Put your feet up and relax because we're getting into a mellow mood for the album opener "My Lady C", a nicely laid-back piece of instrumental Jazz, featuring delicate percussion, soothing guitars and a subdued brass section. Listen carefully for the hauntingly beautiful wordless vocals from Pepi Lemer too. They really add a whole extra dimension to this captivating piece of music with its hypnotic enchanting rhythm. "My Lady C" is the smoothest of smooth jazz and marks a very auspicious opening to the album. It's easy to see why Turning Point would have been the perfect match made in Jazz heaven when they supported the Canterbury Scene band National Health on their 1977 U.K tour, as the music of Turning Point is very similar in style to the aforementioned band. The obvious similarities between the two bands are even more prevalent on the second piece of music: "The Journey". Again, it's another warm-sounding and melodious tune, with the added benefit of those heavenly vocalise overdubs from Pepi Lemer. The Canterbury Scene vocalise trio of Barbara Gaskin, Amanda Parsons and Ann Rosenthal immediately springs to mind from both the Hatfield & the North and the National Health line-ups. In fact, the sophisticated Jazzy music of Turning Point is as close to the Canterbury Scene sound as you can possibly get without actually being *IN* the Canterbury Scene, so you'll know exactly what to expect from this album if you're at all familiar with the Canterbury Scene sound. The third song "Vanishing Dream" is a two-part piece of music, with the first part sounding like some horrid musical nightmare, with its discordant improvisational mish-mash of sounds. Thankfully, this manic free-for-all only lasts for just over a minute before the music emerges like a beautiful butterfly into a tranquil dream of smooth and melodious Jazz. We now arrive at the title track "Creatures of the Night" for the closing song on Side One. It's a lively and up-tempo instrumental Jazz number following in the best traditions of Hatfield & the North and National Health. "Creatures of the Night" is a remarkably uplifting piece of music for a song without lyrics, and that accolade applies to the album as a whole too.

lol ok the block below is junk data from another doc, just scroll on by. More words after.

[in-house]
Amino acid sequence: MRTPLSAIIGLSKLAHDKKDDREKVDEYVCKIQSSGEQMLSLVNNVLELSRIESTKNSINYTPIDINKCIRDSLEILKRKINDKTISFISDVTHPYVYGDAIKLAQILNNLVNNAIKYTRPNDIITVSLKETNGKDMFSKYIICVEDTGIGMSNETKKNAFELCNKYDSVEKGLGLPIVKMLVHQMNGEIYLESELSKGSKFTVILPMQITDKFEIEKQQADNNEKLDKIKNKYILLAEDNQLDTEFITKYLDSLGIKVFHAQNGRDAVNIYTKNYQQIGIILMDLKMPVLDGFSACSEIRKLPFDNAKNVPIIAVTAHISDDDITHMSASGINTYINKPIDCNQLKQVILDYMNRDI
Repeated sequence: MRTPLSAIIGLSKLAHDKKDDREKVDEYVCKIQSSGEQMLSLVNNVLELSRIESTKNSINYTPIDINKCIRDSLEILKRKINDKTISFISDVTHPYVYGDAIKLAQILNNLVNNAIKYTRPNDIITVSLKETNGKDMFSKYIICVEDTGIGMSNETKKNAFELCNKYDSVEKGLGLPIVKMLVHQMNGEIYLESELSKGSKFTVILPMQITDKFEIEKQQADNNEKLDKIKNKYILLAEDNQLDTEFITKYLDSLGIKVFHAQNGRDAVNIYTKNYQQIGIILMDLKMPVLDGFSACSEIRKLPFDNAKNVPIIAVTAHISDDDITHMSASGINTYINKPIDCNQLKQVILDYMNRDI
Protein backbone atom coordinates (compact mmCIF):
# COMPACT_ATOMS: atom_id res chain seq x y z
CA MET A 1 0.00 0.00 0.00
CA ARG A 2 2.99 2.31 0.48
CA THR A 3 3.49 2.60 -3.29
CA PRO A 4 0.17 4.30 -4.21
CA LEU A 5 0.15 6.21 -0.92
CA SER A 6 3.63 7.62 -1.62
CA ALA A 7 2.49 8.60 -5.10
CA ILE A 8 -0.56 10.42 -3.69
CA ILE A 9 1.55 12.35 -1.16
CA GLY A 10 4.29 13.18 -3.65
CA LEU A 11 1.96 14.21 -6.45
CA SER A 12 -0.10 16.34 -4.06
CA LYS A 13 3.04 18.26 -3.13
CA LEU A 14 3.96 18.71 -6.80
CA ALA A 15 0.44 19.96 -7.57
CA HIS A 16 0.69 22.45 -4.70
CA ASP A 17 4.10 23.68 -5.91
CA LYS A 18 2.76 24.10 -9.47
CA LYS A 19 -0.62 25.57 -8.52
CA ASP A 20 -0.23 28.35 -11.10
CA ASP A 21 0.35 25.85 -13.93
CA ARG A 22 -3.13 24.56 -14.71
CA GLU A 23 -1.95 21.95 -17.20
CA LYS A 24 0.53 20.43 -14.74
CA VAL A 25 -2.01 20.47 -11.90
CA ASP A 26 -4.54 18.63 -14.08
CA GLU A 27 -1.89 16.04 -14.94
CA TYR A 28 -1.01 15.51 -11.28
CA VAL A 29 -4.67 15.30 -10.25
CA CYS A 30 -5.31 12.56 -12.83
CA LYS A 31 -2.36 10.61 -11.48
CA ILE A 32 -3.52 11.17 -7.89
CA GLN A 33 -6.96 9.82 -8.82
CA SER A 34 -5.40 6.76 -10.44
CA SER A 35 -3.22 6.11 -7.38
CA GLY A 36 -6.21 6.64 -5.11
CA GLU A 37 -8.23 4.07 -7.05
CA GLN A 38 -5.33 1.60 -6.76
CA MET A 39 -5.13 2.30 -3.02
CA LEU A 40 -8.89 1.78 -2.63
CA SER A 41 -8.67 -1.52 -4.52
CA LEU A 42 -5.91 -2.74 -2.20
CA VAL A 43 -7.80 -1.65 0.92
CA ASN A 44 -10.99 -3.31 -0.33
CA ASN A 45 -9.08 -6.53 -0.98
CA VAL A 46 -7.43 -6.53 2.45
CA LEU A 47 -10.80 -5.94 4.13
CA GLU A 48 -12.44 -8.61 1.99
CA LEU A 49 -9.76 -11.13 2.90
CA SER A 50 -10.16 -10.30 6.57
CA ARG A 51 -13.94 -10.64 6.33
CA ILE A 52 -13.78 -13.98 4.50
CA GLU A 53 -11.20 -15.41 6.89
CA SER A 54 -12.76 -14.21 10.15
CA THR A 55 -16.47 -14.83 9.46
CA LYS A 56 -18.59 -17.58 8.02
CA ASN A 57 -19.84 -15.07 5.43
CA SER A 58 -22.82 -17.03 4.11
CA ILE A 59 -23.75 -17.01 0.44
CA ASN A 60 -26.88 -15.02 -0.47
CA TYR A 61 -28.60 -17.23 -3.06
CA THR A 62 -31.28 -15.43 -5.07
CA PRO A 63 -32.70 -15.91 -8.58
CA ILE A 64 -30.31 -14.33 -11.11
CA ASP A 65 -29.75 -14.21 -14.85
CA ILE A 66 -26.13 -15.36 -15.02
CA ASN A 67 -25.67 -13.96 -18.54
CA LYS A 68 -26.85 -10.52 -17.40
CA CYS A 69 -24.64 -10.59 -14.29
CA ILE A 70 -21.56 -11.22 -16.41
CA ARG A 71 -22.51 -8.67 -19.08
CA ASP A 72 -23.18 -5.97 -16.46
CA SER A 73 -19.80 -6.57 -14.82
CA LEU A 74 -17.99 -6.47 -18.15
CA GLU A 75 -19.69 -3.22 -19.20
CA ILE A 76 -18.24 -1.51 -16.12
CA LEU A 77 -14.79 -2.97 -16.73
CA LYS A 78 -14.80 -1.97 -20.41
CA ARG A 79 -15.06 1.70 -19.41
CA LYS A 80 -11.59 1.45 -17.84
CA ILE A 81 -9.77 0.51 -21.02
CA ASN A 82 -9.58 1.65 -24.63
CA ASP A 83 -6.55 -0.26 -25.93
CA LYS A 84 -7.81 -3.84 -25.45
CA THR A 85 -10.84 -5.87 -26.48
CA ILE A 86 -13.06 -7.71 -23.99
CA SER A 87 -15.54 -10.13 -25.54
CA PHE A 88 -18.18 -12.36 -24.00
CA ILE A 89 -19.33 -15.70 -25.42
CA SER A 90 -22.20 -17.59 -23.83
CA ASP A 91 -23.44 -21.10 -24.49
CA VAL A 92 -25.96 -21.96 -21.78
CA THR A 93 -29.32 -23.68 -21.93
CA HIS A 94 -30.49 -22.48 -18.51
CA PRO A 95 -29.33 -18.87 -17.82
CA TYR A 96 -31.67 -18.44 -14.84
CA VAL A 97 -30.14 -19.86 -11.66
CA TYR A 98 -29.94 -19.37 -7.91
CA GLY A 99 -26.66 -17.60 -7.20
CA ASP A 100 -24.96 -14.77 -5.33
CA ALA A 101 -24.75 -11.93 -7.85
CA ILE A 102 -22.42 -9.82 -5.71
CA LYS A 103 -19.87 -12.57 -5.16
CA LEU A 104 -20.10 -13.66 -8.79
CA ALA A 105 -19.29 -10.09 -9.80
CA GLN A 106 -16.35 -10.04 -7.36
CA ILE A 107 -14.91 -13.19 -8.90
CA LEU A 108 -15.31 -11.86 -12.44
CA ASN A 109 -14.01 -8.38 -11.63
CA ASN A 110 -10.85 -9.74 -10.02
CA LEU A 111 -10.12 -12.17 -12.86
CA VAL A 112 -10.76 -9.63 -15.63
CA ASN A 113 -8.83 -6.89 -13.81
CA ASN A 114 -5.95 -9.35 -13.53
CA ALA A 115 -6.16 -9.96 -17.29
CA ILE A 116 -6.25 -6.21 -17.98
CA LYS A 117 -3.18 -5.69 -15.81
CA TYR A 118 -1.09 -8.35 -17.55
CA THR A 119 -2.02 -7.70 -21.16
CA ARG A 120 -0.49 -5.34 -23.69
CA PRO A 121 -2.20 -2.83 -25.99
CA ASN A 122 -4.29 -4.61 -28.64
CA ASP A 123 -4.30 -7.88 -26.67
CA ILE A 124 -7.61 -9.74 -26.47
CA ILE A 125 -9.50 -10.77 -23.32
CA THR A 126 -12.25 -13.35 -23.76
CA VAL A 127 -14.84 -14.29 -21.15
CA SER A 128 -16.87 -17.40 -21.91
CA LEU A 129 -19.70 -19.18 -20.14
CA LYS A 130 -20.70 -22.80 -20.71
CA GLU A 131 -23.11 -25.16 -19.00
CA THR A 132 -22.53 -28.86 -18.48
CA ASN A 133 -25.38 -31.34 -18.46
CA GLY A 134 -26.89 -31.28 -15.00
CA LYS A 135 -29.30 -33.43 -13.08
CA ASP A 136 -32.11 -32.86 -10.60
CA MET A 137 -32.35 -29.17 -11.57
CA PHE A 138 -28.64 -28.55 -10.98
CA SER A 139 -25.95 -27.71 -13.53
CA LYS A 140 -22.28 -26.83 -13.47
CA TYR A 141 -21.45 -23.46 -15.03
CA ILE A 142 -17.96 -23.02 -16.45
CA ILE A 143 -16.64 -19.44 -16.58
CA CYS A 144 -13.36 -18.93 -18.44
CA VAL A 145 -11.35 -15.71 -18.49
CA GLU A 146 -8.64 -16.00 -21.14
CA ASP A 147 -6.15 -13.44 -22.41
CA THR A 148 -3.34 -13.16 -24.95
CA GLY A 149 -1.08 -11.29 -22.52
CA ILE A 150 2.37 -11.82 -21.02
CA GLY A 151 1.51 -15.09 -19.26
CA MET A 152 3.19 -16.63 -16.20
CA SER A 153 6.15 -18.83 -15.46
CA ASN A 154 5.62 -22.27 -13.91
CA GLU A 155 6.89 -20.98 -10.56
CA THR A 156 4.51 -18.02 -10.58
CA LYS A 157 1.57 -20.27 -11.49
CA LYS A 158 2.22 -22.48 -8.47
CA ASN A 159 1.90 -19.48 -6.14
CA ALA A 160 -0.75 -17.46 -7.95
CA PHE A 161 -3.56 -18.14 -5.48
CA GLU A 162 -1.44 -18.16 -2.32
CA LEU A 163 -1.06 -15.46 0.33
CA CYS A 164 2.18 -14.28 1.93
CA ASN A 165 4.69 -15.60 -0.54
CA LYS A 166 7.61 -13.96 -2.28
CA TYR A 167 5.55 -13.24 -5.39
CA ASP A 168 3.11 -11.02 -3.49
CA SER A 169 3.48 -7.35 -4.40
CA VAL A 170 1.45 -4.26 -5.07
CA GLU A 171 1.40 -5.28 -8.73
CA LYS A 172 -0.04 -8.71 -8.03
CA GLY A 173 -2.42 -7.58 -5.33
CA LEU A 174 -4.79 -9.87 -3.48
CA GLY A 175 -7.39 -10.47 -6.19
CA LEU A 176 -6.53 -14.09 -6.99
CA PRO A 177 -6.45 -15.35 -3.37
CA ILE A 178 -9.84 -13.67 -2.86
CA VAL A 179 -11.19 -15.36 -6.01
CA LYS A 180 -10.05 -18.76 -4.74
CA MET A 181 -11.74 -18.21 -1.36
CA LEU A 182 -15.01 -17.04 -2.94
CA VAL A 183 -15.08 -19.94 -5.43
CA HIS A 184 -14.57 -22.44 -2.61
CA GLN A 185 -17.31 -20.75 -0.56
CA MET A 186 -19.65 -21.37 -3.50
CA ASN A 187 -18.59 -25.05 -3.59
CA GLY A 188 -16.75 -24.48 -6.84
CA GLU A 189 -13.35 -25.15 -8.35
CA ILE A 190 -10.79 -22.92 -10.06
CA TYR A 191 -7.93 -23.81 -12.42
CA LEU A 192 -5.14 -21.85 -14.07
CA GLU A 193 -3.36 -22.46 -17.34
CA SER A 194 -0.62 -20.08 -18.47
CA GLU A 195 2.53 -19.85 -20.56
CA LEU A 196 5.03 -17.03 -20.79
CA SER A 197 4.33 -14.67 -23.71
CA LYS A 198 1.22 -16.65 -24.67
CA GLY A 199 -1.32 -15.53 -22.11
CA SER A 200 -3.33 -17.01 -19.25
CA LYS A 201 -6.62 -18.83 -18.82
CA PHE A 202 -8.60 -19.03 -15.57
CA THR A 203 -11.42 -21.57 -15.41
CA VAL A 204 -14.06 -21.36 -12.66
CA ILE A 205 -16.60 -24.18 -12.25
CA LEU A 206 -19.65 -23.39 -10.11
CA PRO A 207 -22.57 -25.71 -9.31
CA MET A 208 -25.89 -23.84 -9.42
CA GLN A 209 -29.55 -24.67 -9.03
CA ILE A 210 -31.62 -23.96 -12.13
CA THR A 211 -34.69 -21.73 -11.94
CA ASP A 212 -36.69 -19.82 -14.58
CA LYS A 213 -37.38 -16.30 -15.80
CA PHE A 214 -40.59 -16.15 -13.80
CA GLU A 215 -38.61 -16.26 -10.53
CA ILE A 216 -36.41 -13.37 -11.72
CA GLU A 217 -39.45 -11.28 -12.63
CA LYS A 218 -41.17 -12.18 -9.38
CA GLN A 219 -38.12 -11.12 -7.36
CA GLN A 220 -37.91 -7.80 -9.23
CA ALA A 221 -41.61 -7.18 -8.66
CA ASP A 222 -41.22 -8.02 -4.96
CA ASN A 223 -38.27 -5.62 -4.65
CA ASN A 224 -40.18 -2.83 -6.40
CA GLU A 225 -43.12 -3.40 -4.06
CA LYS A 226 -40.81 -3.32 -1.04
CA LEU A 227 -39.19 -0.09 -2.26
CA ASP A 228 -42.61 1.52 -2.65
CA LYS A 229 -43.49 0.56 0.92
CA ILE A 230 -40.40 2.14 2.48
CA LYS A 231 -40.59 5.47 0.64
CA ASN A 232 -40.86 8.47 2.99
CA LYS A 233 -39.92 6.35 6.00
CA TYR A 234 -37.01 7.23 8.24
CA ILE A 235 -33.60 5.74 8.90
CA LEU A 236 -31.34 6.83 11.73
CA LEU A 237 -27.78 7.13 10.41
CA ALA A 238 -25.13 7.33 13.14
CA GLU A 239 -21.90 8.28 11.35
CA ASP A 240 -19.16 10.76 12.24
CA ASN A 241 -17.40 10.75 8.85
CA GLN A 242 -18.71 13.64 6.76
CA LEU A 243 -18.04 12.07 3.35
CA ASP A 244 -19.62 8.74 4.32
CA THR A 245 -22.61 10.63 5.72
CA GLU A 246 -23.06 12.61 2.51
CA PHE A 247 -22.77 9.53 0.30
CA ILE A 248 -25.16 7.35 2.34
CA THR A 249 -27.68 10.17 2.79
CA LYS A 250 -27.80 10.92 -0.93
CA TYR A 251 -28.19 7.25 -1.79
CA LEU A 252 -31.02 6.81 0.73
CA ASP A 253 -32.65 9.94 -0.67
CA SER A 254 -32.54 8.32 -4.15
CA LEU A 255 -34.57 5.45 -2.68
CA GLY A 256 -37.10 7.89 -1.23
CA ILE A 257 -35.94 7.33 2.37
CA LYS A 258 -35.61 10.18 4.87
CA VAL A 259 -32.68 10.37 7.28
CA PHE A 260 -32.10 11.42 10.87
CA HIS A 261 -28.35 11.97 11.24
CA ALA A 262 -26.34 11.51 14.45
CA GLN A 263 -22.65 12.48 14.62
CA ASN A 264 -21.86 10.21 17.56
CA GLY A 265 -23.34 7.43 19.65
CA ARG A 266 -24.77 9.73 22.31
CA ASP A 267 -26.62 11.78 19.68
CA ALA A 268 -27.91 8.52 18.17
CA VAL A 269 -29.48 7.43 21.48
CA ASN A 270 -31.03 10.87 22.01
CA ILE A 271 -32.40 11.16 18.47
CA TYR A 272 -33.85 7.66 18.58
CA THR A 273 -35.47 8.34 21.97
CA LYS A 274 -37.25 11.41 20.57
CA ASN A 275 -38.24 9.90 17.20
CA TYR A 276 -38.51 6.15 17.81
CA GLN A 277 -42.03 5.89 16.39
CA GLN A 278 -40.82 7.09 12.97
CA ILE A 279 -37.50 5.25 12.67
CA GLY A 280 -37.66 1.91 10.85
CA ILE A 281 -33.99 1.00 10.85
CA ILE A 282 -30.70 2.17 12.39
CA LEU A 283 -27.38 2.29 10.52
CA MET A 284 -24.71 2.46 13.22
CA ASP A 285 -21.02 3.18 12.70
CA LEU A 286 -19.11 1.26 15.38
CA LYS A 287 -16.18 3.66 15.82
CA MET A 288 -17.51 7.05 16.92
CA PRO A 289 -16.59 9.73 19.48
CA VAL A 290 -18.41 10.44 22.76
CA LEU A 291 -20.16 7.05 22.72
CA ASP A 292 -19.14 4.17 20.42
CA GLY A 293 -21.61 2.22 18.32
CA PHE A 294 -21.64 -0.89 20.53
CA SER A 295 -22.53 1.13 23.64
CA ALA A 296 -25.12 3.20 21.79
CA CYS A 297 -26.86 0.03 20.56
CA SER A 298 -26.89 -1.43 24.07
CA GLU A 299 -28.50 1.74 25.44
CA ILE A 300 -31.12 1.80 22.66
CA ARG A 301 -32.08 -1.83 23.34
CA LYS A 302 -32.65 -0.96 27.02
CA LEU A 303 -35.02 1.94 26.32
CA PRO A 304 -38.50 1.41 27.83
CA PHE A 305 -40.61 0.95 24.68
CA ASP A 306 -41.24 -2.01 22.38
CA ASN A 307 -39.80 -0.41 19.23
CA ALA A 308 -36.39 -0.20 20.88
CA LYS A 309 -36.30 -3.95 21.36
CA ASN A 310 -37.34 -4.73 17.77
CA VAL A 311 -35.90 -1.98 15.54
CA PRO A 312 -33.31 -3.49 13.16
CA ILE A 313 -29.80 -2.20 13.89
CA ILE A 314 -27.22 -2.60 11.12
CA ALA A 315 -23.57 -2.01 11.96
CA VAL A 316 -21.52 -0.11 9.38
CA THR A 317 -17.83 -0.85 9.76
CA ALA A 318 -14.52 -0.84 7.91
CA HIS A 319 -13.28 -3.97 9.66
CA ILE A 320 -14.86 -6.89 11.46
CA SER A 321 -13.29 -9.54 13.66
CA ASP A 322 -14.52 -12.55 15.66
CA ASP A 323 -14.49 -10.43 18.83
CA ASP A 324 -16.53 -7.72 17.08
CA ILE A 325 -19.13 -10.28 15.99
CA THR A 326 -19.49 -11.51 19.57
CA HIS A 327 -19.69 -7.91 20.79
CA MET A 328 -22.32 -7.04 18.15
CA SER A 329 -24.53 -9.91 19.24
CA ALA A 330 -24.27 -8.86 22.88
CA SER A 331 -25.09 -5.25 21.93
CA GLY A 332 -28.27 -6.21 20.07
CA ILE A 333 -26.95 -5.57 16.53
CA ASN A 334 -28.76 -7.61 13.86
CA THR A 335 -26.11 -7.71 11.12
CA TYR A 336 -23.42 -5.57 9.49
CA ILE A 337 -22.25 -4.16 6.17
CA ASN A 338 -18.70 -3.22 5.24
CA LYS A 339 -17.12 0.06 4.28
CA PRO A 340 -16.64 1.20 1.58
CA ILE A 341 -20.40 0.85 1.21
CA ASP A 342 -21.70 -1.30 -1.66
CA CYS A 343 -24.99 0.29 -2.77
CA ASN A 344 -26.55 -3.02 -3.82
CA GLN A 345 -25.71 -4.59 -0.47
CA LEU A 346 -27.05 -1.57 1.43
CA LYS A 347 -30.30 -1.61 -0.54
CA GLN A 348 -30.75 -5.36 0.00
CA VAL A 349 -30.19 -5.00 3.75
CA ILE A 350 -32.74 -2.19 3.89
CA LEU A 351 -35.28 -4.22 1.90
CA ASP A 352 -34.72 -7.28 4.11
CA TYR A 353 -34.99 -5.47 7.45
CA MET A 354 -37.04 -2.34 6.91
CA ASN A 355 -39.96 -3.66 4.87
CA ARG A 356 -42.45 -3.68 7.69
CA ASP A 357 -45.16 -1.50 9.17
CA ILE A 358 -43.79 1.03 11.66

"Princess Aura" is the first of the lengthier songs on the album, running at over eight minutes long, so there's plenty of time for some Jazzy experimentation here. The music alternates between gently laid-back tunes, interspersed with lively outbreaks of intricate and complex Jazz. This is the kind of wild improvisational Jazz where a drummer really gets to test his mettle with some very tricky offbeat time signatures. The end result is a very diverse and endlessly entertaining piece of music that deserves repeated listening to admire the expert musicianship on offer here. The dynamic keyboard player and spirited horn section sound like they're having a real blast, and there is of course the added princess-like aura of Pepi Lemer's wordless vocals to add sheer delight to the overall sound of "Princess Aura". We're slowing the pace down somewhat for "Rain Dance", a laid-back groovy Jazz number featuring a sensational sax solo and a sassy synthesiser in accompaniment, ably aided and abetted by a funky percussionist beating out a syncopated rhythm. If it's damp and dismal outside, then what better way to pass the time than listening to "Rain Dance" inside. The weather outlook is looking good now as "Better Days" are on the way. "Better Days" is the seventh and final piece of music on the album, featuring a simply stunning synth solo and a rousing horn section, and just as you'd expect from the concluding song, it's an emotionally uplifting piece of music to close out the album in fine style. All of the music on the album is of a consistently high standard, but in a classic case of saving the best song till last, Turning Point have really delivered their ace in the hole with "Better Days". This talented bunch of musicians have graduated with flying colours and full honours here in the University of Jazzy Prog.